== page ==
National teen driver safety week
Car crashes are the number one cause of death for kids ages 15 to 18. Sunday marks the start of National Teen Driver Safety Week.
That's why police are asking parents to talk to their kids about the rules of the road.
One Fargo mom says she's handing over the keys to her 15-year-old with confidence.
Krista Kramer is new to the roads. She got her license a couple months back. Something she says she'd been looking forward to for a while.
"I was really excited because it just meant freedom for me. Get away from my parents pretty much," Krista says with a chuckle.
But, freedom comes with a price. Krista has to follow Mom's rules if she wants to keep the keys.
"A lot of teenagers don't realize the importance of always taking extra time to get to where you want to go," Krista's mom Rose says. "They are always in a hurry. They are always pushing the next driver."
The first thing Krista does when she jumps in the car is buckle up. After that, she tucks her phone away so she's not tempted to use it.
Before Krista got behind the wheel, Mom had her turn on the phone setting--do not disturb. It makes it so the driver can't get any texts, calls or alerts.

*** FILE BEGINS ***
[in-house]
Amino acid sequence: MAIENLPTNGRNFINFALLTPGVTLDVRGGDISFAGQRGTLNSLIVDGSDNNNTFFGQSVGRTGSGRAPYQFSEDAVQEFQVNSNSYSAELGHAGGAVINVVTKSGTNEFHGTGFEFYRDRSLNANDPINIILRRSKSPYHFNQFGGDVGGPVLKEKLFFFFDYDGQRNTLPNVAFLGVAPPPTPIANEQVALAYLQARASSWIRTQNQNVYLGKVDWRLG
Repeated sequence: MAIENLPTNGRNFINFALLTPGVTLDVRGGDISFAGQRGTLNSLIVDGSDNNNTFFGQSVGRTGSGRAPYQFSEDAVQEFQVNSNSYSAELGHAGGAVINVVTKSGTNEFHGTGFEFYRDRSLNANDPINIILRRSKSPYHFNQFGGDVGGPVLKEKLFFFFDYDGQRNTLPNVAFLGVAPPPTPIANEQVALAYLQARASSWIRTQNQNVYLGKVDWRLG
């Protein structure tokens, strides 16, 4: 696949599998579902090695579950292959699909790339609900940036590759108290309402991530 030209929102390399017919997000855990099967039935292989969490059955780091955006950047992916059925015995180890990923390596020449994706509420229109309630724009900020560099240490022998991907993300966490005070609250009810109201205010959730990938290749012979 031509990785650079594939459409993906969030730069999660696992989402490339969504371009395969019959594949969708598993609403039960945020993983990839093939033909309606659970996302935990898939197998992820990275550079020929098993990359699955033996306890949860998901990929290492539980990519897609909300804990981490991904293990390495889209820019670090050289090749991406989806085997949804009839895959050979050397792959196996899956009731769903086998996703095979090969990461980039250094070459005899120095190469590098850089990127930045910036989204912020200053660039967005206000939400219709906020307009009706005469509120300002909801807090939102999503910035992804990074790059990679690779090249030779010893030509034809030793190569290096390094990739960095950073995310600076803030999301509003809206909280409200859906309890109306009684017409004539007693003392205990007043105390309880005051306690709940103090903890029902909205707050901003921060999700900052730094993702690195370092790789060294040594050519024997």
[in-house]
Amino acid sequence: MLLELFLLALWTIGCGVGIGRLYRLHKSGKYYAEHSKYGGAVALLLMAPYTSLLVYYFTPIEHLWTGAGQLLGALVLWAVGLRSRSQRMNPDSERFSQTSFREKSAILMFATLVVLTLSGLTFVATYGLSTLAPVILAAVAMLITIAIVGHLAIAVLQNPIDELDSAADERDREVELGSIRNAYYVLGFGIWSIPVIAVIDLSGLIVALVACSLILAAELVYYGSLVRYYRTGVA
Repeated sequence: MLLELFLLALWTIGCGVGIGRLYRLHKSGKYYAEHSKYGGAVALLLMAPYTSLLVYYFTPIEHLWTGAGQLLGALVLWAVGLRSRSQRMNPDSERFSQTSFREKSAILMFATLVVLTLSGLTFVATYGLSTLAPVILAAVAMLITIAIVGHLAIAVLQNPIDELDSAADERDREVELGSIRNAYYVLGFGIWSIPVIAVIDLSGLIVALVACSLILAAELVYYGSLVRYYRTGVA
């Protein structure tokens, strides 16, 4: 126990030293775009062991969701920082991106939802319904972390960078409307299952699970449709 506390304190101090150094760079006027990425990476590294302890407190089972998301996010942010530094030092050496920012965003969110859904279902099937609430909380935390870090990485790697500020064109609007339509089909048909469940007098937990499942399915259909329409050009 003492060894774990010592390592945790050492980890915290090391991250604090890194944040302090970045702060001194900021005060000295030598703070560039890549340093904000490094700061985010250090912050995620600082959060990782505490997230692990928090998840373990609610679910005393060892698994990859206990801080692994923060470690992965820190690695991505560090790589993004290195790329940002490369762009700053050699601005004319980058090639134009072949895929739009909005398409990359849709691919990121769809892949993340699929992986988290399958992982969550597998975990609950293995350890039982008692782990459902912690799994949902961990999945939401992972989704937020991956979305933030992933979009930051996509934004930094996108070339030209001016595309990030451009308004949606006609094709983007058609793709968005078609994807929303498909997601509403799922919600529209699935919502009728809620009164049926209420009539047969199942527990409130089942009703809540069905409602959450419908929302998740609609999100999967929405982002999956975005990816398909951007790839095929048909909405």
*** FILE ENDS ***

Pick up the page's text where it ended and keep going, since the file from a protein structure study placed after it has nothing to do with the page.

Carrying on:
In today's world, cell phones might be the biggest distraction. But, they aren't the only ones.
"Having a big group of people in your car or someone messing around," Krista says. "Or loud music and phone calls."
Distractions aren't the only thing drivers are up against. North Dakota roads are no joke in the winter.
"This is North Dakota. We have different seasons," Rose says. "We have beets, we have slippery roads, we have ice that just shows up one morning."
Krista's got the answer.
"Just drive like your grandma has a hot pot of chili in the back seat," Krista says.
Rose says it's important parents set a good example behind the wheel. And that parents should be giving kids constant reminders about safe driving.
Police say because teen drivers aren't as experienced on the roads, they are a potential danger to themselves and other drivers.
In 2017 over 2,000 people were killed in crashes involving a teen driver.
Nearly 300,000 were injured.
Police say teens whose parents set firm rules for driving are less likely to drive recklessly.
They also want parents to know that it's okay to talk about safe driving with your kids every day.
NHTSA gives parents tips on how to talk about safe driving behaviors with their teens and how to address the most deadly driving behaviors. Visit www.nhtsa.gov/road-safety/teen-driving.